Social innovation is inherently political in nature (Ayob et al., 2016; Montgomery, 2016). It germinates and grows within a political milieu (Sinclair et al., 2018). After all the concept comes with positive connotations with its intent to catalyse positive social change. This normativity of SI where it is an almost de facto “more effective” solution than existing alternatives has meant that certain programmes and ideas labelled as socially innovative can be diffused without rigorous scrutiny. SI has, thus, emerged as a popular policy tool (Ayob et al., 2016), particularly within the Global North (Fougère & Meriläinen, 2021). Even in the UK innovation landscape, it has strong presence in policy discourses and has attracted public investment and a supportive regulatory framework (Grimm et al., 2013). Such support should be welcomed, but according to Osborne and Brown (2011) innovations promoted to combat social challenges do not address root issues like reforming public service mechanisms. Instead, arbitrary labelling has enabled rebranding of prevailing political agenda to appeal to different parties or passing on of non-novel actions as SI (Marques et al., 2018). Using case studies from Scotland, Sinclair et al. (2018) argue that the uncritical acceptance of SI has enabled local authorities to use the term to preserve their political and institutional power. In our view, such efforts of “short-term policymaking opportunism” (Chalmers, 2012, p. 20) amounts to appropriation of the notion of SI. The primary goal here is political interest, including neoliberalism, as opposed to meeting the needs of marginalised communities; the process and outcome is a retention or widening of the status quo instead of empowerment of these communities.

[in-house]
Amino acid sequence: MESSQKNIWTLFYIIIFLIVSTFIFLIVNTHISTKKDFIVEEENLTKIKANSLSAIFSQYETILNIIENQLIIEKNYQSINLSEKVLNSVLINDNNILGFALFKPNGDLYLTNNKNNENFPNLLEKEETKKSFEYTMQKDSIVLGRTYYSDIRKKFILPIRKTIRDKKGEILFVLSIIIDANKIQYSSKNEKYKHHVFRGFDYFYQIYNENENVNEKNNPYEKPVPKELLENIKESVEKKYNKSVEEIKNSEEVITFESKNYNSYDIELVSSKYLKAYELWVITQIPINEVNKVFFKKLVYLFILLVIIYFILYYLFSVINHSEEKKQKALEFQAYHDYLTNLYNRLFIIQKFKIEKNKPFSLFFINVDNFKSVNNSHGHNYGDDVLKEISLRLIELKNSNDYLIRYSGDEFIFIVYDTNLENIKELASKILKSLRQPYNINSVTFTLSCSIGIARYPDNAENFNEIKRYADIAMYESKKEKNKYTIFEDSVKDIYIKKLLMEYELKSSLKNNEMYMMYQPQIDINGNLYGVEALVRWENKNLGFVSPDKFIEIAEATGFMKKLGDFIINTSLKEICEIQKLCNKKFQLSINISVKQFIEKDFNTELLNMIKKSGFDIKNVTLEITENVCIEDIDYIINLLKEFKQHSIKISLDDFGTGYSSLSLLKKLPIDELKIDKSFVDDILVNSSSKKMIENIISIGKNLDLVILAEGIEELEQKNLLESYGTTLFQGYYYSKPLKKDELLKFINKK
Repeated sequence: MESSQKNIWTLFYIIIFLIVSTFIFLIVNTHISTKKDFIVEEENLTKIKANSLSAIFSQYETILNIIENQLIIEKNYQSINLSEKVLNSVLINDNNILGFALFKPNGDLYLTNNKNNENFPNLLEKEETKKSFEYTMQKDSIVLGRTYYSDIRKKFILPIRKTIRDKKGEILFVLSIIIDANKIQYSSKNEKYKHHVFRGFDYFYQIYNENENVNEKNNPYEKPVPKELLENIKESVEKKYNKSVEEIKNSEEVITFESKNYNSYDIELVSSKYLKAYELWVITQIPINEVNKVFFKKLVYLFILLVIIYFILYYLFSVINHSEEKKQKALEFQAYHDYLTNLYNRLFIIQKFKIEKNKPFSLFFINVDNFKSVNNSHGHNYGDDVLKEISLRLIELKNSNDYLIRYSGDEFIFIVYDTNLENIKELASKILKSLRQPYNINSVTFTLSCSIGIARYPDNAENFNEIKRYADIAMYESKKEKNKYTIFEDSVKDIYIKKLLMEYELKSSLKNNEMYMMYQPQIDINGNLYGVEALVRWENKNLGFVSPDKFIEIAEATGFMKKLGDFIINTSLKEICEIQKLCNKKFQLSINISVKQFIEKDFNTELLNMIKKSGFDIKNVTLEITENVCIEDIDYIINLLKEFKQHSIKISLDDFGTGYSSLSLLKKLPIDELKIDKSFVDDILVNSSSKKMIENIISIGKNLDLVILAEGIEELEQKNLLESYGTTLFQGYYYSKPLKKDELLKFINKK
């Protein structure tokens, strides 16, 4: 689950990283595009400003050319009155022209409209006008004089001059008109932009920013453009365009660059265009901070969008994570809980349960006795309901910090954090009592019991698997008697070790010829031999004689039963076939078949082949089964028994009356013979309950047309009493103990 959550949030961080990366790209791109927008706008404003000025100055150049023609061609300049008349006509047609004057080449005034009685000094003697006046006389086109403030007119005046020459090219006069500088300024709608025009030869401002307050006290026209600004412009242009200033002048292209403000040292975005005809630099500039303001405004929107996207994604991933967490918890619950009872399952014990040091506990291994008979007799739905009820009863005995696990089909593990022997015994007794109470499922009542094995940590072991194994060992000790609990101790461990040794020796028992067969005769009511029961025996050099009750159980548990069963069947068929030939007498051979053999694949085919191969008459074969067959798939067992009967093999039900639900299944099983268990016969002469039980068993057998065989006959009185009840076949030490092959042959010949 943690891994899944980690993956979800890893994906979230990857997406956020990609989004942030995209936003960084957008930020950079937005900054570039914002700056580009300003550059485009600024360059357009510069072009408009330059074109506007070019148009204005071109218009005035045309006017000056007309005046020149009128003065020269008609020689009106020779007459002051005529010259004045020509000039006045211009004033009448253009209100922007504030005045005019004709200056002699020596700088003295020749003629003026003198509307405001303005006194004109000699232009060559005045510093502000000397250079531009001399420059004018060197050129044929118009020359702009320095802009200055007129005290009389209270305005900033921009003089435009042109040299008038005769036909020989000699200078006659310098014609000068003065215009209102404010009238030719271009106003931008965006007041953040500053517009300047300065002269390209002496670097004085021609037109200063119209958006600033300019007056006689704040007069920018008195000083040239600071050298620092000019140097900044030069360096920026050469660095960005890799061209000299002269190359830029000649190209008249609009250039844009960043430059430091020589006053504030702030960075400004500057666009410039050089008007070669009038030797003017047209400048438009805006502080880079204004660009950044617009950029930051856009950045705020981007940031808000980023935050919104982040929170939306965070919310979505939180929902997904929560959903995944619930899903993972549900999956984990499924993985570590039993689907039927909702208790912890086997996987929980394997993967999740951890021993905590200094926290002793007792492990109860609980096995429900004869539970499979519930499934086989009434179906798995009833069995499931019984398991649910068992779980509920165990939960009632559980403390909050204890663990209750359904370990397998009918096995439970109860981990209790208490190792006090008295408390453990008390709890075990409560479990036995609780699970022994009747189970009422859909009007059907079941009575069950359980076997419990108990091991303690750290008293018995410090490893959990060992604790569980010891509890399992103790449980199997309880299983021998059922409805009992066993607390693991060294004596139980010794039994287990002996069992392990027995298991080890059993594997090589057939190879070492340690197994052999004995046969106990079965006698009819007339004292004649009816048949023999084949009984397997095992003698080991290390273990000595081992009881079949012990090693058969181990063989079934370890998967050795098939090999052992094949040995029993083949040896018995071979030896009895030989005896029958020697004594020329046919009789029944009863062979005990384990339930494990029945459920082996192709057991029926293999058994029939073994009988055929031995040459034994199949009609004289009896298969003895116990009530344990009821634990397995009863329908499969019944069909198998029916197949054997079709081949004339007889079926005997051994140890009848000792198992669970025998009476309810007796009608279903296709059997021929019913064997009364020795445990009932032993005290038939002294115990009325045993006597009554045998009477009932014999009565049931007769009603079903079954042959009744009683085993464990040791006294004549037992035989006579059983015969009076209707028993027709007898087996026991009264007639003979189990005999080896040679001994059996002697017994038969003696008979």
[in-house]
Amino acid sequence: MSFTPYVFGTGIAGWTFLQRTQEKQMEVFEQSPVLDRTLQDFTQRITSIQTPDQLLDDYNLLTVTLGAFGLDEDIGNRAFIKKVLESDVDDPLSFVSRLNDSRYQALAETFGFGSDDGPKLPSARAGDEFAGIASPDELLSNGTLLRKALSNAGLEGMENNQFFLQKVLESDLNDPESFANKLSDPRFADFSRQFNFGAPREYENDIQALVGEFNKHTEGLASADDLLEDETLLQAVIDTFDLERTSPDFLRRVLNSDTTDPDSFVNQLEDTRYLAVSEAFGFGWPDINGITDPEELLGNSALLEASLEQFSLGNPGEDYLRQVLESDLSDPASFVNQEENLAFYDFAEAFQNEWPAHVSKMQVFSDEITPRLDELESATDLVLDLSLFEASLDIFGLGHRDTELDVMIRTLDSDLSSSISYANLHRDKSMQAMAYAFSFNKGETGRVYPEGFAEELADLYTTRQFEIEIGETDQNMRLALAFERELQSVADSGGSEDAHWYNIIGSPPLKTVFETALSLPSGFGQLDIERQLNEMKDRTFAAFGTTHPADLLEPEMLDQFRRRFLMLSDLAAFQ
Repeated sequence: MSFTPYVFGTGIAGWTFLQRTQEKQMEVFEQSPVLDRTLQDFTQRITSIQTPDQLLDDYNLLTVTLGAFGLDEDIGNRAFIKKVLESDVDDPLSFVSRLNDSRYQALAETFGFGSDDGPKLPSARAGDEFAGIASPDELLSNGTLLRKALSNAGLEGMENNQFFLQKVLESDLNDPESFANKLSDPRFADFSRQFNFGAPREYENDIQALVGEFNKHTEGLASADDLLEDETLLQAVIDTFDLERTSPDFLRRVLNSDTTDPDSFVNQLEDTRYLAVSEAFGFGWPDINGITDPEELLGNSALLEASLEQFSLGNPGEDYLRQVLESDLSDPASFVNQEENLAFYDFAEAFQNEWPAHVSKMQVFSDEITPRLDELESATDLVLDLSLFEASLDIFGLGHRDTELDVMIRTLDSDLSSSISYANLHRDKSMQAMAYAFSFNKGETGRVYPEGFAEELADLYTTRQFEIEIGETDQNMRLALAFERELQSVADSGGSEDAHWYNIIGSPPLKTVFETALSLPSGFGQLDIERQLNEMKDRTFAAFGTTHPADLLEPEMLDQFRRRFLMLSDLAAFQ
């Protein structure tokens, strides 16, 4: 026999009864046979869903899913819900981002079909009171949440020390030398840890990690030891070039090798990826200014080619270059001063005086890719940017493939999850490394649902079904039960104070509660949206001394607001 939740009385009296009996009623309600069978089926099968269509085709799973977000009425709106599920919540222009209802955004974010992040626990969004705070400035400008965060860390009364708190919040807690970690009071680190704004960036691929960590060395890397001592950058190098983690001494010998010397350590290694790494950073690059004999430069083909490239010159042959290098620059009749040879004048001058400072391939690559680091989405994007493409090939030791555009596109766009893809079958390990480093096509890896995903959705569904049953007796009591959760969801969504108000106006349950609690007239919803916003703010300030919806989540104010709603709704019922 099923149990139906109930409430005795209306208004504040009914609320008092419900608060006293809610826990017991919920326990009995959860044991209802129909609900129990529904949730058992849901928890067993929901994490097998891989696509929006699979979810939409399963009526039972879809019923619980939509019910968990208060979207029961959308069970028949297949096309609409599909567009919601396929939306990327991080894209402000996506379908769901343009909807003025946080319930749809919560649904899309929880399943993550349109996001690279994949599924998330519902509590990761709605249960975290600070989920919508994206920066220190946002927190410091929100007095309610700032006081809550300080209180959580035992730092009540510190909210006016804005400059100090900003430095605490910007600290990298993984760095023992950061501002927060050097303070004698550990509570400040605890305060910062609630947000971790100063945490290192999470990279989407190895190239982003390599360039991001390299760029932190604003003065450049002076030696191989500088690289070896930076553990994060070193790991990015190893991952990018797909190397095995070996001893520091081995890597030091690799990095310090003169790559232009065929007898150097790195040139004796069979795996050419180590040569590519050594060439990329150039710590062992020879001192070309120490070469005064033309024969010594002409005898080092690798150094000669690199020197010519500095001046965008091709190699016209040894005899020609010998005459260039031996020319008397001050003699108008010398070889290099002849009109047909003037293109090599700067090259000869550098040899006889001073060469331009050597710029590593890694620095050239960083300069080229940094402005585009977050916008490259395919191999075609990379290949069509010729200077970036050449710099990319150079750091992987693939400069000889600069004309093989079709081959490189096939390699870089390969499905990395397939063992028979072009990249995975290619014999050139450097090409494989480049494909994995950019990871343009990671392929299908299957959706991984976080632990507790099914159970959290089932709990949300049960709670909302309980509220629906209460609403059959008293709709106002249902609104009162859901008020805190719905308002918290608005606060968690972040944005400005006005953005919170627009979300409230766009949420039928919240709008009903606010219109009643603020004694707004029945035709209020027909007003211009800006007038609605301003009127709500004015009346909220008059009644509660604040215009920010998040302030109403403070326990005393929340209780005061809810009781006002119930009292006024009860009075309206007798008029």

Used for Advancing Neoliberalism